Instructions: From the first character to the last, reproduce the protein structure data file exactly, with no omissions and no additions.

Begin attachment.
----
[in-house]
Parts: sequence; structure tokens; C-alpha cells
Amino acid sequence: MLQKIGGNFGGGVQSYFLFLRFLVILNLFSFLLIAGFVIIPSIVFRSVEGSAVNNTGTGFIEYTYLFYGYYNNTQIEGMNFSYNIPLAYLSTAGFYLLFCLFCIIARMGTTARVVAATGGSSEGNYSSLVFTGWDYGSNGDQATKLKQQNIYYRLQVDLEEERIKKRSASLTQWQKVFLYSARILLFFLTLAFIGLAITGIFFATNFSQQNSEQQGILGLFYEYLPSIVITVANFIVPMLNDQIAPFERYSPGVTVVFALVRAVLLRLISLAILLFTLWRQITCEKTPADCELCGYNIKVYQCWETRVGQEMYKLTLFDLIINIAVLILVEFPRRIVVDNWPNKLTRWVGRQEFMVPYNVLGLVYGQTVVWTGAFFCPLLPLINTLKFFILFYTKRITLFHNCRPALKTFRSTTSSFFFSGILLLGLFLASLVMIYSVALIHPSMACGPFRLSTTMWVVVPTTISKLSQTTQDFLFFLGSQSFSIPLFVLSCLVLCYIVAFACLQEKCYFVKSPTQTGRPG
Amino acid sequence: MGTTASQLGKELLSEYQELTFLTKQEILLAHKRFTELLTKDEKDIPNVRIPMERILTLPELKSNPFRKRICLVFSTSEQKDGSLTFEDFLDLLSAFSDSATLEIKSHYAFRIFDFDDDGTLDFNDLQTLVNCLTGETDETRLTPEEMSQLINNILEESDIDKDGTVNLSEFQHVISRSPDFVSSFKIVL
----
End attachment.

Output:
[in-house]
Parts: sequence; structure tokens; C-alpha cells
Amino acid sequence: MLQKIGGNFGGGVQSYFLFLRFLVILNLFSFLLIAGFVIIPSIVFRSVEGSAVNNTGTGFIEYTYLFYGYYNNTQIEGMNFSYNIPLAYLSTAGFYLLFCLFCIIARMGTTARVVAATGGSSEGNYSSLVFTGWDYGSNGDQATKLKQQNIYYRLQVDLEEERIKKRSASLTQWQKVFLYSARILLFFLTLAFIGLAITGIFFATNFSQQNSEQQGILGLFYEYLPSIVITVANFIVPMLNDQIAPFERYSPGVTVVFALVRAVLLRLISLAILLFTLWRQITCEKTPADCELCGYNIKVYQCWETRVGQEMYKLTLFDLIINIAVLILVEFPRRIVVDNWPNKLTRWVGRQEFMVPYNVLGLVYGQTVVWTGAFFCPLLPLINTLKFFILFYTKRITLFHNCRPALKTFRSTTSSFFFSGILLLGLFLASLVMIYSVALIHPSMACGPFRLSTTMWVVVPTTISKLSQTTQDFLFFLGSQSFSIPLFVLSCLVLCYIVAFACLQEKCYFVKSPTQTGRPG
Amino acid sequence: MGTTASQLGKELLSEYQELTFLTKQEILLAHKRFTELLTKDEKDIPNVRIPMERILTLPELKSNPFRKRICLVFSTSEQKDGSLTFEDFLDLLSAFSDSATLEIKSHYAFRIFDFDDDGTLDFNDLQTLVNCLTGETDETRLTPEEMSQLINNILEESDIDKDGTVNLSEFQHVISRSPDFVSSFKIVL